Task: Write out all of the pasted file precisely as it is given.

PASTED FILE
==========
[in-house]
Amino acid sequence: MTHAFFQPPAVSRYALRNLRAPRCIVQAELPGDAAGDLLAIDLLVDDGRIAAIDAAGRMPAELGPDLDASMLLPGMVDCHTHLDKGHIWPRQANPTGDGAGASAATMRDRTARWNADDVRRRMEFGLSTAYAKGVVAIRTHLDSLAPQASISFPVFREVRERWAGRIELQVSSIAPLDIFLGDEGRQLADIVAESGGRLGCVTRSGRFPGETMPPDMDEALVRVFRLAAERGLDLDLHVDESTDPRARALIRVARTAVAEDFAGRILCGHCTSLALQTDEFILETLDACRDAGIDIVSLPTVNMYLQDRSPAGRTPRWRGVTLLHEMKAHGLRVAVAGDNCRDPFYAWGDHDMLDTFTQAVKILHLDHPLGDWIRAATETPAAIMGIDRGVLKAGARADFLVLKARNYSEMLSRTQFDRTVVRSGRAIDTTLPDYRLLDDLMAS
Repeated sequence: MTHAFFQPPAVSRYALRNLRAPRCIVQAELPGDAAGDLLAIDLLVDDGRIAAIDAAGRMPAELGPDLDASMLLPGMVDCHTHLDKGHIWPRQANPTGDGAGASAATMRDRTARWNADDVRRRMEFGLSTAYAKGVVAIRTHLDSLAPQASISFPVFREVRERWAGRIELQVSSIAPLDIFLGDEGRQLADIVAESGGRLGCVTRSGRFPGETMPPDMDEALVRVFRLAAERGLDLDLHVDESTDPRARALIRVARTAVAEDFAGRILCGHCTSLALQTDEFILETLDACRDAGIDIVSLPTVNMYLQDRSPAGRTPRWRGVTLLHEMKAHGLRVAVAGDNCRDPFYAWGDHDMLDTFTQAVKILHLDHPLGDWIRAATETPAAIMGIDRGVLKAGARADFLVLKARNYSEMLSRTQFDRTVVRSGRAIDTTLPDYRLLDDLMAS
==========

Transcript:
[in-house]
Amino acid sequence: MTHAFFQPPAVSRYALRNLRAPRCIVQAELPGDAAGDLLAIDLLVDDGRIAAIDAAGRMPAELGPDLDASMLLPGMVDCHTHLDKGHIWPRQANPTGDGAGASAATMRDRTARWNADDVRRRMEFGLSTAYAKGVVAIRTHLDSLAPQASISFPVFREVRERWAGRIELQVSSIAPLDIFLGDEGRQLADIVAESGGRLGCVTRSGRFPGETMPPDMDEALVRVFRLAAERGLDLDLHVDESTDPRARALIRVARTAVAEDFAGRILCGHCTSLALQTDEFILETLDACRDAGIDIVSLPTVNMYLQDRSPAGRTPRWRGVTLLHEMKAHGLRVAVAGDNCRDPFYAWGDHDMLDTFTQAVKILHLDHPLGDWIRAATETPAAIMGIDRGVLKAGARADFLVLKARNYSEMLSRTQFDRTVVRSGRAIDTTLPDYRLLDDLMAS
Repeated sequence: MTHAFFQPPAVSRYALRNLRAPRCIVQAELPGDAAGDLLAIDLLVDDGRIAAIDAAGRMPAELGPDLDASMLLPGMVDCHTHLDKGHIWPRQANPTGDGAGASAATMRDRTARWNADDVRRRMEFGLSTAYAKGVVAIRTHLDSLAPQASISFPVFREVRERWAGRIELQVSSIAPLDIFLGDEGRQLADIVAESGGRLGCVTRSGRFPGETMPPDMDEALVRVFRLAAERGLDLDLHVDESTDPRARALIRVARTAVAEDFAGRILCGHCTSLALQTDEFILETLDACRDAGIDIVSLPTVNMYLQDRSPAGRTPRWRGVTLLHEMKAHGLRVAVAGDNCRDPFYAWGDHDMLDTFTQAVKILHLDHPLGDWIRAATETPAAIMGIDRGVLKAGARADFLVLKARNYSEMLSRTQFDRTVVRSGRAIDTTLPDYRLLDDLMAS